Sculpture Journal

Bang! Bang! Observations on assemblage and pretend guns

Sculpture Journal (2019), 28, (2), 211–228.


This essay maps out a specific category of twentieth- and twenty-first-century sculpture that involves artists assembling objects in the manner of children making pretend guns. The characteristics of these sculptures that exist at the intersection of the found and the assembled, the sculptural and the performative, are outlined by focusing on three series of works by Claes Oldenburg, Daniel Dezeuze and Francis Alÿs. References to historian André Leroi-Gourhan’s study of prehistoric tools and weapons, as well as to psychological studies of children’s pretend play, will serve to draw out the specific relations between objects and materials, imagination and perception, that these artists set up with their pretend guns. In this way, such a category of sculpture will be shown to outline a trajectory that is distinct from the Duchampian readymade and the surrealist object as much as from conceptual assemblages such as those of Robert Filliou or the so-called appropriation art of the 1980s.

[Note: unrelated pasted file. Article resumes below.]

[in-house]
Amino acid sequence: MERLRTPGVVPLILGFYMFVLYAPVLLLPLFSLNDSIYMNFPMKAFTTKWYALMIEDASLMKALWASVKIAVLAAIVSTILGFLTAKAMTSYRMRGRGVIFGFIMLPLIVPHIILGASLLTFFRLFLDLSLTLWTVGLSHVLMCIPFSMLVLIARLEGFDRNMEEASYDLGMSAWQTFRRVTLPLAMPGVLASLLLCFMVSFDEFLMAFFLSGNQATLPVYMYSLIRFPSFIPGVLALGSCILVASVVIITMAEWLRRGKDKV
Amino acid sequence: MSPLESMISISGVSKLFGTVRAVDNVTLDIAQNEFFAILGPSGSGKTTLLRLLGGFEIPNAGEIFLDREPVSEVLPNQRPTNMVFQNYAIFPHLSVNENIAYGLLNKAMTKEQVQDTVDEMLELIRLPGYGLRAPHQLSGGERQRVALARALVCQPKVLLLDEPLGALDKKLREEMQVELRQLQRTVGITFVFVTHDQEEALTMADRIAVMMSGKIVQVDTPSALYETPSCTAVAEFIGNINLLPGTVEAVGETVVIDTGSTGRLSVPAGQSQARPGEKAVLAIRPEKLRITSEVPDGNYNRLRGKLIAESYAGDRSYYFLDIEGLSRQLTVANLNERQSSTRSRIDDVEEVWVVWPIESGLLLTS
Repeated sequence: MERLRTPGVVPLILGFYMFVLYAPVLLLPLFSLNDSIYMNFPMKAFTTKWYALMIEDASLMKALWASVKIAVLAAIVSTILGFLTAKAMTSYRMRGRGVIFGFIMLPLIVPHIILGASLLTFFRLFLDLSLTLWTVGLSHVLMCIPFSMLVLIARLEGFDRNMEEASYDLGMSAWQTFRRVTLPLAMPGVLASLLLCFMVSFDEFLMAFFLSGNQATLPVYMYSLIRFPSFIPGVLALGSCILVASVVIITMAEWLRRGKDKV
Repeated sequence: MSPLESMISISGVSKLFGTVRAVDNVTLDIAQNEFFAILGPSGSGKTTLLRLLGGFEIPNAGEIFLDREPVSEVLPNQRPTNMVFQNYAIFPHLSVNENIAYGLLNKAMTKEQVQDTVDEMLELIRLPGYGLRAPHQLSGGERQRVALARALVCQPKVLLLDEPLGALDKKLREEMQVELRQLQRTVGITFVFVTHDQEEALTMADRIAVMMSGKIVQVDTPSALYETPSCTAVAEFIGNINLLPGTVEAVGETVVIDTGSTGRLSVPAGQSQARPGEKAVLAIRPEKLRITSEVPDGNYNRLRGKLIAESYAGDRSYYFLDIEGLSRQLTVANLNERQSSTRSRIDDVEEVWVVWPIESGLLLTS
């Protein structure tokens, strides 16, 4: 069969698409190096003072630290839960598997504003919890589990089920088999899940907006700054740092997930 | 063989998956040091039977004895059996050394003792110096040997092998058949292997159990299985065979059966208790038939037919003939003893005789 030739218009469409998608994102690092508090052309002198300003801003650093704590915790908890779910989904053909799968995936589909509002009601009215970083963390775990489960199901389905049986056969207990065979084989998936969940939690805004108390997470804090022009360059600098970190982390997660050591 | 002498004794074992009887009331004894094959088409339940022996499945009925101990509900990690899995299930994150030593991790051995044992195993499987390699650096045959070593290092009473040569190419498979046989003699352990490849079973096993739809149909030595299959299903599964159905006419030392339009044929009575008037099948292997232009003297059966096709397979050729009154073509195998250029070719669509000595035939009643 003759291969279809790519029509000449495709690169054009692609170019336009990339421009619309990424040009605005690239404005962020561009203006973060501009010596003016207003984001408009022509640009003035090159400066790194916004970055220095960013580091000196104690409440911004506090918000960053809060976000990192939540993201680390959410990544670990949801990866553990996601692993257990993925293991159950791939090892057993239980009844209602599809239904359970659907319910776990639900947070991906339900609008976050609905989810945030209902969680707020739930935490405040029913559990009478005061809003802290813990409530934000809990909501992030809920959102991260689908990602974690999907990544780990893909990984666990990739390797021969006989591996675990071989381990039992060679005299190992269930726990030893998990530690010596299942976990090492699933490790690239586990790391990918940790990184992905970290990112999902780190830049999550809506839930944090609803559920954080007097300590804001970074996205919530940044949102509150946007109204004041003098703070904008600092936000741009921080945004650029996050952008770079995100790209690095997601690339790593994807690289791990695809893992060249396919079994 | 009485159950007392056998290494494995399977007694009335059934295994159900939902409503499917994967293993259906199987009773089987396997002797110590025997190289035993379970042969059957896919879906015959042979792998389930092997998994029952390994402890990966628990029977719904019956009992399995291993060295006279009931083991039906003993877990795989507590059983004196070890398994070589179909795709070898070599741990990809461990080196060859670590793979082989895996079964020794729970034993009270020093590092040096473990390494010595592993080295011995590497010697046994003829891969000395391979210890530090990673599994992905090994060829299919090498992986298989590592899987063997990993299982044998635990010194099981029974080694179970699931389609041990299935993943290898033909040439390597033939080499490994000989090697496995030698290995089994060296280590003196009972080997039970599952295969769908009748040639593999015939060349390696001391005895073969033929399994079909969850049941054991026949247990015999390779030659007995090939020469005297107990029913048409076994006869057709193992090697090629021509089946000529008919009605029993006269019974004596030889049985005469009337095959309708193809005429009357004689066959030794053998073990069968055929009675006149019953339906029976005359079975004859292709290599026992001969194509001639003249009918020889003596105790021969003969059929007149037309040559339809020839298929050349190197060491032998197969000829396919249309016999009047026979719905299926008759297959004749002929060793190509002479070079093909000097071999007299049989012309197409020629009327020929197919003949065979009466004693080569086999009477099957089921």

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Author details

Dezeuze, Anna